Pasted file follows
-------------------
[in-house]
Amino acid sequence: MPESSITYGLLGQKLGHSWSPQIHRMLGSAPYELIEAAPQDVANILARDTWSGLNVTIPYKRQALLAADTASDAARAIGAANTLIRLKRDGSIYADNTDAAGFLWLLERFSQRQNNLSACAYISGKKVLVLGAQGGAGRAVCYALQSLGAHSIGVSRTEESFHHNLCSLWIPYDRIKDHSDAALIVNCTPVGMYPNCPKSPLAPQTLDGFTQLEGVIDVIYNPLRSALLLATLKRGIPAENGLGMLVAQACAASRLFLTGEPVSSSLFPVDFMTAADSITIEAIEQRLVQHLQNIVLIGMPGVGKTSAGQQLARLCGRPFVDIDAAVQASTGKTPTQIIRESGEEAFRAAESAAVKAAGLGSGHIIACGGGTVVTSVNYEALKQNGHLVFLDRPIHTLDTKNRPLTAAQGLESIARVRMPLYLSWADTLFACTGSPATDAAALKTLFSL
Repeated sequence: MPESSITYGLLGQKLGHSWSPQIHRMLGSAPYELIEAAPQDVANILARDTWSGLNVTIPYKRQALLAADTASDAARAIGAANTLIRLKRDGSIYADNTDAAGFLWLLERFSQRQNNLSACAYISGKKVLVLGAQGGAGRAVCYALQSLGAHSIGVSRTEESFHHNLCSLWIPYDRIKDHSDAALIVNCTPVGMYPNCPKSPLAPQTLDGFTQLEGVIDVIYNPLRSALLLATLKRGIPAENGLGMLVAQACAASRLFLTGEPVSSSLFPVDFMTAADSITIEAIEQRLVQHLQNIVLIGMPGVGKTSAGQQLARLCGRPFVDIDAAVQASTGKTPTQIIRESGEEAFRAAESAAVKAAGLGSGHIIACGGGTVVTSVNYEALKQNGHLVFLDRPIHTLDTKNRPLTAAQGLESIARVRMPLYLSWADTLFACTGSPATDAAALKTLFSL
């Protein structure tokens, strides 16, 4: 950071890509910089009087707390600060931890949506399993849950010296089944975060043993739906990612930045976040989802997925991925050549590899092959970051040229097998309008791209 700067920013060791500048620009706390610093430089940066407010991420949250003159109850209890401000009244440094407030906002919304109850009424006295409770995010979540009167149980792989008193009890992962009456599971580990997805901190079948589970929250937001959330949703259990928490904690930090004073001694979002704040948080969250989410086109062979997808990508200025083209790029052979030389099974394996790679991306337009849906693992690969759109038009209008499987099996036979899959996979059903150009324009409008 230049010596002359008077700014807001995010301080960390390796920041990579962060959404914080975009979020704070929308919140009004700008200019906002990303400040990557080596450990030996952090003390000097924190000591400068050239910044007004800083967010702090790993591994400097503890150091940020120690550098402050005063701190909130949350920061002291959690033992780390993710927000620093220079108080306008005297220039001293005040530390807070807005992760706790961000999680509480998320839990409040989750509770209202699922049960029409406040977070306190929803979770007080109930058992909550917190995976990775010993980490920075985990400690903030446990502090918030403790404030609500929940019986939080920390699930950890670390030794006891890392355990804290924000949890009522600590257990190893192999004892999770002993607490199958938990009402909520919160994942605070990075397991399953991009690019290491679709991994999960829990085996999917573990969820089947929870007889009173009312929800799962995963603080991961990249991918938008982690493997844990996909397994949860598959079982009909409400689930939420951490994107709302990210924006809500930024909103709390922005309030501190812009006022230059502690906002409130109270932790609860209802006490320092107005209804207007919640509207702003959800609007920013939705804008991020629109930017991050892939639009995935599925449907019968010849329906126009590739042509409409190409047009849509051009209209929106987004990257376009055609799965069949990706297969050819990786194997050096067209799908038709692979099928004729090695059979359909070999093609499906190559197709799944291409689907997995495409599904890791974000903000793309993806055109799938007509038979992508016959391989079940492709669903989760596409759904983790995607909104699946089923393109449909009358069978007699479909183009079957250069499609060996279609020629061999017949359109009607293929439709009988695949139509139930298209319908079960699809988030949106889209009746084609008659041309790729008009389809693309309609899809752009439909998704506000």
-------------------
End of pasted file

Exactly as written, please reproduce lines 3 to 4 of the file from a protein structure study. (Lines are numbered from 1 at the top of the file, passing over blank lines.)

Repeated sequence: MPESSITYGLLGQKLGHSWSPQIHRMLGSAPYELIEAAPQDVANILARDTWSGLNVTIPYKRQALLAADTASDAARAIGAANTLIRLKRDGSIYADNTDAAGFLWLLERFSQRQNNLSACAYISGKKVLVLGAQGGAGRAVCYALQSLGAHSIGVSRTEESFHHNLCSLWIPYDRIKDHSDAALIVNCTPVGMYPNCPKSPLAPQTLDGFTQLEGVIDVIYNPLRSALLLATLKRGIPAENGLGMLVAQACAASRLFLTGEPVSSSLFPVDFMTAADSITIEAIEQRLVQHLQNIVLIGMPGVGKTSAGQQLARLCGRPFVDIDAAVQASTGKTPTQIIRESGEEAFRAAESAAVKAAGLGSGHIIACGGGTVVTSVNYEALKQNGHLVFLDRPIHTLDTKNRPLTAAQGLESIARVRMPLYLSWADTLFACTGSPATDAAALKTLFSL
């Protein structure tokens, strides 16, 4: 950071890509910089009087707390600060931890949506399993849950010296089944975060043993739906990612930045976040989802997925991925050549590899092959970051040229097998309008791209 700067920013060791500048620009706390610093430089940066407010991420949250003159109850209890401000009244440094407030906002919304109850009424006295409770995010979540009167149980792989008193009890992962009456599971580990997805901190079948589970929250937001959330949703259990928490904690930090004073001694979002704040948080969250989410086109062979997808990508200025083209790029052979030389099974394996790679991306337009849906693992690969759109038009209008499987099996036979899959996979059903150009324009409008 230049010596002359008077700014807001995010301080960390390796920041990579962060959404914080975009979020704070929308919140009004700008200019906002990303400040990557080596450990030996952090003390000097924190000591400068050239910044007004800083967010702090790993591994400097503890150091940020120690550098402050005063701190909130949350920061002291959690033992780390993710927000620093220079108080306008005297220039001293005040530390807070807005992760706790961000999680509480998320839990409040989750509770209202699922049960029409406040977070306190929803979770007080109930058992909550917190995976990775010993980490920075985990400690903030446990502090918030403790404030609500929940019986939080920390699930950890670390030794006891890392355990804290924000949890009522600590257990190893192999004892999770002993607490199958938990009402909520919160994942605070990075397991399953991009690019290491679709991994999960829990085996999917573990969820089947929870007889009173009312929800799962995963603080991961990249991918938008982690493997844990996909397994949860598959079982009909409400689930939420951490994107709302990210924006809500930024909103709390922005309030501190812009006022230059502690906002409130109270932790609860209802006490320092107005209804207007919640509207702003959800609007920013939705804008991020629109930017991050892939639009995935599925449907019968010849329906126009590739042509409409190409047009849509051009209209929106987004990257376009055609799965069949990706297969050819990786194997050096067209799908038709692979099928004729090695059979359909070999093609499906190559197709799944291409689907997995495409599904890791974000903000793309993806055109799938007509038979992508016959391989079940492709669903989760596409759904983790995607909104699946089923393109449909009358069978007699479909183009079957250069499609060996279609020629061999017949359109009607293929439709009988695949139509139930298209319908079960699809988030949106889209009746084609008659041309790729008009389809693309309609899809752009439909998704506000």